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IF, II. JACOBT, Proprietor.
Truth and Right God and onr Country.
Two Dollars ptr Annum.
BLOOMSBURG, COLUMBIA COUNTY, PA., WEDNESDAY SEPTEMBER 19, 1860.
STAR OF THE NORTH
rCBLISHKD ZTIBT WEDNKSPAT BT
' WI. II. J1C0BY,
Office on Main St., 3rd Square below Market,
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THE CHILDREN'S HOUR.
BT HIXRT WADSWORTII LONGFELLOW.
Between the dark and the daylight.
When the night is beginning to lower,
Comes a pause in the day's occupation
That is known as the Children's Hour.
I hear in the Chamber abcure ma
The patter of little feet,
The sound of a door that is opened,
And voices soft and sweet.
From my study I see in the lamplight,
Descending the broad hall stair,
Grave Alice and laughing Allegta,
Ar.d Edith with golden hair.
A whisper,-and then a silence ;
Vel I know by their merry eyes
They are plotting and planning together
To take roe by surprise.
A sudden rush from the stairway,
A sudden raid Irom the hall
By three doors left unguarded
They enter my castle wall !
They climb up into my turret,
O'er the arms and back of ray chair ;
If I try :o escape, they surround me ; .
They seem to be everywhere.
They almost devour me with kisses,
Their arms about me entwine,
Till I think of the Bishop of Bingen
Iu his Mouse-Tower on the Rhine !
Do you think O blue eyed banditti,
Because you have scaled the wall, -
Such an old moustache as I am
Is not a match for yon all?
I have you fast in my fortress,
And will not letyoj depart,
But put you down in the dungeons
In the round lower of my heart.
And there will I keep you forever.
Yes forever and a day,
Ti l the wail shall crumble to ruin,
- And moulder in dust away !
Eight to Sixteen.
J J r !
lie meeting in Loudon, that from personal
. - . . , ' . .
observation he had ascertained that of the '
, , ...
adult male crimina.s of that city, nearly all
, . . i
had fallen into a course of crime between
. the ages of eight to sixteen years, and that
if a young man lived an honest life up to
twenty years of age. there . were forty nine '
. .. r i
chances in his favor, and only one agaiust i
Dim, as 10 an honorable life thereafter.
Thus is it in the physical world.
i r f i
Halt Ol i
n, . ,. , ri
' J J 1
ag. while four fifths of all who reach that (
age, ana aie oeiore anomer score, owe ineir
ueaiu to causes 01 disease . wnicn were ori
ginated in their teens. On a careful inquiry,
it will be ascertained that in nearly all cases
the causes of moral and premature physi
cal death are pretty much one and the same
and are laid between the ages ot "eight and
sixteen years'' This is a fact of startling
import to fathers and mothers, and shows
a fearful responsibility. Certainly a parent
should secure and retain and exercise abso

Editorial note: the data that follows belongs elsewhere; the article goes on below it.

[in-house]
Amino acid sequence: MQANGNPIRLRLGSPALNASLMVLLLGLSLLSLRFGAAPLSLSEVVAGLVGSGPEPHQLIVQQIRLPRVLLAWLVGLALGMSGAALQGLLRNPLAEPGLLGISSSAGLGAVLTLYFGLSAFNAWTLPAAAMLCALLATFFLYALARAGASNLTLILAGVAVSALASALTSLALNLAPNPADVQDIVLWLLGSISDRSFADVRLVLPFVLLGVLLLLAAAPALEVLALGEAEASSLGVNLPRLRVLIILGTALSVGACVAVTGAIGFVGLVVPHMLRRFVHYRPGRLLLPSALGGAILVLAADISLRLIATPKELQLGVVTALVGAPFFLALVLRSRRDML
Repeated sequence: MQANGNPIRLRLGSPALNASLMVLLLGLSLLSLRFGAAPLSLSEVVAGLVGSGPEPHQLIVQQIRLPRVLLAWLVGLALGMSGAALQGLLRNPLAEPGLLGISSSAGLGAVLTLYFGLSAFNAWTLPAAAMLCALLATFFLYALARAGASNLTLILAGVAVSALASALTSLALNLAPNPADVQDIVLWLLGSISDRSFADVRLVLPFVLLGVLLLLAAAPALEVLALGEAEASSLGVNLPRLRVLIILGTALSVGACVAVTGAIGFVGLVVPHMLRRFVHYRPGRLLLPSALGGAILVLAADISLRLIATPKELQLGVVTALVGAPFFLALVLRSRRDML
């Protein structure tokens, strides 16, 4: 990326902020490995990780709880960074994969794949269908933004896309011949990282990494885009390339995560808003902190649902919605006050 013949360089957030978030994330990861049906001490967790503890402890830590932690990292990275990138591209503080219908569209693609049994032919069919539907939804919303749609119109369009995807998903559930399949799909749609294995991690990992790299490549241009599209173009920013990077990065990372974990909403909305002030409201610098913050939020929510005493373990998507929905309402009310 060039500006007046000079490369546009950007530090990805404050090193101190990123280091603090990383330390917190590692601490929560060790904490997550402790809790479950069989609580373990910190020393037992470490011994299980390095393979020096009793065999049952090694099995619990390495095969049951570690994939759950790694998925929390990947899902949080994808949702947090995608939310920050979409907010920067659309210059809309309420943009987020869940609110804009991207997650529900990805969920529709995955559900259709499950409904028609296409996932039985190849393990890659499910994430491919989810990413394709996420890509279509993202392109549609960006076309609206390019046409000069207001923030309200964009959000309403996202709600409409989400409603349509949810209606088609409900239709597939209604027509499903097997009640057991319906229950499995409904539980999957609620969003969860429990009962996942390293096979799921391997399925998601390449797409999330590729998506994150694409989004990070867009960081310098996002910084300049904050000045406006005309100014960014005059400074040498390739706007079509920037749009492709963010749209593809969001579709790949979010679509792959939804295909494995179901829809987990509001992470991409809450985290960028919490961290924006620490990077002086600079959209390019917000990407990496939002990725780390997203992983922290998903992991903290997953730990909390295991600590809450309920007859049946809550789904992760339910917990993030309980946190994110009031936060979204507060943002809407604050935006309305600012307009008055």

lute control over the child until sixteen ; it
cannot be a difficult matter to do this, ex
cept in very rare cases, and if that control
is not wisely and efficiently exercised, it
must be the parent's fault ; it is owing to
parental neglect or remissness. Hence the
real source of ninety-eight percent of the
crime of a country such as England or the
. United State lies at the door of parents.-
It is a fearful reflection ; we throw it before
the minds of the fathers and mothers of our
land, and there leave it to be thought of in
wisdom, remarking only as to the early
feeds of bodily disease, that they are nearly
in avery case sown between sun-down and
bed -time, in absence fronvthe family circle,
, la the spending of money never earned by
- the spender, or-ening the doors of confec
' tionaries and soda-foontainj, of beer and
tobacco and wine, ol the circa, the negro
minstrel, the . restaurant and dance ; then
. follow the Sunday, excursion, the Sunday
' drive, with easy transition to the company
of these ways leading down to the gates of
ocial, physical . and moral rain. From
''eight .o sixteen I" in these few years are
the destinies of children fixed ! in forty-nine
cases oatof fifty ; fixed by the parent ! Let
every father and mother 'solely vow ; 1 "By
Cod's help. I'll fix my daughter's destiny
; for good by making home more attractive
than tbe street." BcWt Journal of Health.
Tbxbc are two kinds of brevity which a
' keen eye soon distinguishes ; the one arro
gant and dictatorial, evidently asserting
- that it has settled the qnestion toreverina
-sentence ; the other implying that thr wri
. ter has said the best thing he has to say on
..the subject, and ,tbat he wishes to have
done with it for the time, baring it for the
rtader's judgement," ;:
Give a man the necessaries of life and he
wants the conveniences. Give him tha
conveniences and be craves the luxuries.
Grant him the luxuries and he sighs for the
elegancies. Let him hare the elegancies
and he yearns for the follies. ' Give him all
together and he complains that he has been
cheatsd both in ths pricp and quality of the j
Expression of the Month. .
Th"e mouth is a feature npon which very
much of the character of the face depends.
No woman can be a pretty woman who has
an ugly mouth. To the most regular fea